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The March 8 celebration of International Women’s Day is gaining popularity as another opportunity for greetings, gifts, and flowers in the home, much like the May 1 celebration of Mother’s Day. If that’s the case, it’ll be yet another radical shift for a celebration that’s been evolving rapidly since the early 20th century.

It’s a rich history

Women’s Day was first celebrated publicly in Chicago on May 3, 1908. Approximately 1,500 women demanded economic and political equality, and the event was held on a day designated to “the female workers’ causes,” thanks to the efforts of the U.S. Socialist Party. The following year, New York hosted its celebration for women. These American socialist initiatives served as an inspiration for socialists across Europe, who quickly adopted similar policies.

German socialists Luise Zietz and Clara Zetkin proposed the creation of an annual International Woman’s Day to advocate for women’s emancipation and suffrage at the International Women’s Conference that preceded the general meeting of the Socialist Second International in Copenhagen in August 1910. More than 100 female delegates from 17 different countries supported the proposal.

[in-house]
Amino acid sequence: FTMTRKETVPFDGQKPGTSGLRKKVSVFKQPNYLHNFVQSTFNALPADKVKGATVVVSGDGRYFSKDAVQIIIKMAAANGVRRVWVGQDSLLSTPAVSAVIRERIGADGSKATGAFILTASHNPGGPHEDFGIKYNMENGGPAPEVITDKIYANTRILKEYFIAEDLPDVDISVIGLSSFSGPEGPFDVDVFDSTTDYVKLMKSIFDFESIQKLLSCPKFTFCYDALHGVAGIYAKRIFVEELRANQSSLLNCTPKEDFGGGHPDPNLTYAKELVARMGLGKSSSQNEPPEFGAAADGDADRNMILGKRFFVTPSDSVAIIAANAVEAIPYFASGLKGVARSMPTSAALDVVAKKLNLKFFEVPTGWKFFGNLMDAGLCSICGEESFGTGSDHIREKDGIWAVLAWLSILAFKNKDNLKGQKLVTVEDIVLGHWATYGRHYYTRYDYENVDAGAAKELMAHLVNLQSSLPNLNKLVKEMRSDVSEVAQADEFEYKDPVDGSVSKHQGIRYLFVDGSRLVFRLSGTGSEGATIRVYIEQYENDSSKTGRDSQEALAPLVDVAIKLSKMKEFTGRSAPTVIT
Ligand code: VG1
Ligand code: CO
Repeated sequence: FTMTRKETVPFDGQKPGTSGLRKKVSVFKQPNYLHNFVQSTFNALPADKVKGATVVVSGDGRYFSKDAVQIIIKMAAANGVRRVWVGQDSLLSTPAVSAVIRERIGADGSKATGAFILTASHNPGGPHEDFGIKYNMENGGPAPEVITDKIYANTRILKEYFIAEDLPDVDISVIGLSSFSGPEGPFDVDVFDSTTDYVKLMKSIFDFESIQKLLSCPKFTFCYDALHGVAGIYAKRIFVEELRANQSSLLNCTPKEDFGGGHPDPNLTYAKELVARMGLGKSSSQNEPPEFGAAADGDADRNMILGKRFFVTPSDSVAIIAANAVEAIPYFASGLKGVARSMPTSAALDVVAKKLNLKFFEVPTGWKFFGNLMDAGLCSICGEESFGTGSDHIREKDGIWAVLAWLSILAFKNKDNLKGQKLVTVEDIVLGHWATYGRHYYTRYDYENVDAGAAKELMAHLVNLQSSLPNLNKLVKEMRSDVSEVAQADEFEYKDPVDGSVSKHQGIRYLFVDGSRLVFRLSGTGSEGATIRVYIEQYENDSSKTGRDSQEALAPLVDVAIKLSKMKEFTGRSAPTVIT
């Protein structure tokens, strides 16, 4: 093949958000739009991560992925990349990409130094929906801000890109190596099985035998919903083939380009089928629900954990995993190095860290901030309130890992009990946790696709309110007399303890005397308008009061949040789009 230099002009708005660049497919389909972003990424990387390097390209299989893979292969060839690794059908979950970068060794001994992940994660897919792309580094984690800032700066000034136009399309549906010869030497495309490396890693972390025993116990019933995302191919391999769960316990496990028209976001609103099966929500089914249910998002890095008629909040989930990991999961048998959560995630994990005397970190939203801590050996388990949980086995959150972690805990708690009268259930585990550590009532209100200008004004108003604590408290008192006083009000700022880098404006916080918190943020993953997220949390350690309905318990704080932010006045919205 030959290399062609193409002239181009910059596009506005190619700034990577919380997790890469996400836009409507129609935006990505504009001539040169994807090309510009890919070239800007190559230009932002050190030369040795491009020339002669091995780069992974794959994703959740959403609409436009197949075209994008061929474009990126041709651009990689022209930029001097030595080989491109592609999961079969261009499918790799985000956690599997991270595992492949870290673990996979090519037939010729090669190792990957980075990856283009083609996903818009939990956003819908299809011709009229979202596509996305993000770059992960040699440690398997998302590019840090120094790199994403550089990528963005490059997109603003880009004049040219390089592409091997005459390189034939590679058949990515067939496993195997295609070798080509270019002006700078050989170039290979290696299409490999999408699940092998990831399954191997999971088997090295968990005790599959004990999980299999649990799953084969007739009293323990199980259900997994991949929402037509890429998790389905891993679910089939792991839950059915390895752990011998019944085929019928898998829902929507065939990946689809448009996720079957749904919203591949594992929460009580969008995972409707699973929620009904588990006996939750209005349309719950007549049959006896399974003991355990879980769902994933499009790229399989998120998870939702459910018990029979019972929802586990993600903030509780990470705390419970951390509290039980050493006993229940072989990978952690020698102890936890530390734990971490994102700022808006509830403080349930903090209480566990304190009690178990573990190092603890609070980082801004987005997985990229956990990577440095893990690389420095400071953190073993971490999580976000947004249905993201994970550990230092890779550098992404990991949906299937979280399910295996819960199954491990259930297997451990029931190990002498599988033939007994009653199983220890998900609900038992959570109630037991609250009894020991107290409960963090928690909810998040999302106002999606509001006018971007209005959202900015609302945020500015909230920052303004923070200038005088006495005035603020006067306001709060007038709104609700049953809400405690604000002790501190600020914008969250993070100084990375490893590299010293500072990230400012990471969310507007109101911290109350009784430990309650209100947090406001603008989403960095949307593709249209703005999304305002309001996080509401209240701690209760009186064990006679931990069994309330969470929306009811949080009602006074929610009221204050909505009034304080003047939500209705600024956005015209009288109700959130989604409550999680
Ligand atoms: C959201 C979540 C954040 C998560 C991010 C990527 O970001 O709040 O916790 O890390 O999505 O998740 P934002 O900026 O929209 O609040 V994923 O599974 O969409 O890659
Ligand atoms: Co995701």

Despite appearances, this was a significant break from socialist tradition. For a long time, socialists had maintained that, despite their commitment to human equality, the only way for working-class women to improve their lives was to join working-class men in their struggle for socialism.

It was commonly believed that middle- and upper-class women who promoted feminism did so for their own class interests. Fearing that the feminist movement’s push for women’s suffrage would attract too many women to the working class, socialist leaders embraced it. They insisted, though, that the vote itself wasn’t the point.

The first celebration of International Women’s Day took place on March 18, 1911, the 45th anniversary of the Paris Commune. Women in Austria, Germany, Switzerland, Poland, the Netherlands, and Denmark turned out in the millions for marches and rallies. There were over 300 demonstrations in the Austro-Hungarian Empire alone.

In the years that followed, incidents of a similar nature swept across Europe. Many feminists readily sided with their socialist counterparts during demonstrations for women’s rights and the right of women to vote.

The feminist movement in Europe was a major catalyst for the advancement of women’s rights in the early 20th century.